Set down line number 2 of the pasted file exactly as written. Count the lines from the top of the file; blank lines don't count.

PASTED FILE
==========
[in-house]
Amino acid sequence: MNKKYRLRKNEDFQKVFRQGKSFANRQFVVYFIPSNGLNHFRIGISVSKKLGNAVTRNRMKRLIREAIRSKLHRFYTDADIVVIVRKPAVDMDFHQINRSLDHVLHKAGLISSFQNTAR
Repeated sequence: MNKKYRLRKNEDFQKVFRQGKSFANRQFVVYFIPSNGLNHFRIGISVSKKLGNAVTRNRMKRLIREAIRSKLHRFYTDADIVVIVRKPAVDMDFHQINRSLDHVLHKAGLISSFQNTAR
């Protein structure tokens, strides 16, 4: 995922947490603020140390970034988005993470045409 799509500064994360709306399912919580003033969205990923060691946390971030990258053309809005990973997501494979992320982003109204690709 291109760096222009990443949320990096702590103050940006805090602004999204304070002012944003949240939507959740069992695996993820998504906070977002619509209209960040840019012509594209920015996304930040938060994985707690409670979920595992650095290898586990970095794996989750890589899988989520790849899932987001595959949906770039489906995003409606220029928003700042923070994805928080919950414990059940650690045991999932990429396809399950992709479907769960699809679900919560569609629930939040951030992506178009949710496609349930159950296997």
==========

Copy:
Amino acid sequence: MNKKYRLRKNEDFQKVFRQGKSFANRQFVVYFIPSNGLNHFRIGISVSKKLGNAVTRNRMKRLIREAIRSKLHRFYTDADIVVIVRKPAVDMDFHQINRSLDHVLHKAGLISSFQNTAR